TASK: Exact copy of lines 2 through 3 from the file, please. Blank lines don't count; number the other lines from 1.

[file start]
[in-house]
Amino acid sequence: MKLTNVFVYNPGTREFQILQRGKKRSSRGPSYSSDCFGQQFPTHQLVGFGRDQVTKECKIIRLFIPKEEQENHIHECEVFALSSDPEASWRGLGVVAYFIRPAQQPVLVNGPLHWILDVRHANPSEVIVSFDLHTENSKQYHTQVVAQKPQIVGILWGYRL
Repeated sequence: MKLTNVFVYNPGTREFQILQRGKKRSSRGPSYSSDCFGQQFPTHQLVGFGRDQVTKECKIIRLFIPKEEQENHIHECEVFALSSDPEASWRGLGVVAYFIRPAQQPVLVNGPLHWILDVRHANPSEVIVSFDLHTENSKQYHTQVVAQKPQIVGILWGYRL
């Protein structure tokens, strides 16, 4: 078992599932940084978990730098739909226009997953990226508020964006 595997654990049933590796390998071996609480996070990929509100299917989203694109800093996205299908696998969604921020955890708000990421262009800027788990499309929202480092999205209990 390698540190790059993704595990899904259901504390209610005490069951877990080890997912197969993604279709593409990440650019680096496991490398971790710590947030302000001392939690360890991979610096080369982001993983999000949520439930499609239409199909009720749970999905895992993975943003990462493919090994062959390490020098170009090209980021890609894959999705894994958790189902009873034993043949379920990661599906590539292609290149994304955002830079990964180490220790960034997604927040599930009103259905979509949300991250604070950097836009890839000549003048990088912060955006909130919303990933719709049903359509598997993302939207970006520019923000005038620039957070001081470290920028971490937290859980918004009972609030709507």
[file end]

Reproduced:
Amino acid sequence: MKLTNVFVYNPGTREFQILQRGKKRSSRGPSYSSDCFGQQFPTHQLVGFGRDQVTKECKIIRLFIPKEEQENHIHECEVFALSSDPEASWRGLGVVAYFIRPAQQPVLVNGPLHWILDVRHANPSEVIVSFDLHTENSKQYHTQVVAQKPQIVGILWGYRL
Repeated sequence: MKLTNVFVYNPGTREFQILQRGKKRSSRGPSYSSDCFGQQFPTHQLVGFGRDQVTKECKIIRLFIPKEEQENHIHECEVFALSSDPEASWRGLGVVAYFIRPAQQPVLVNGPLHWILDVRHANPSEVIVSFDLHTENSKQYHTQVVAQKPQIVGILWGYRL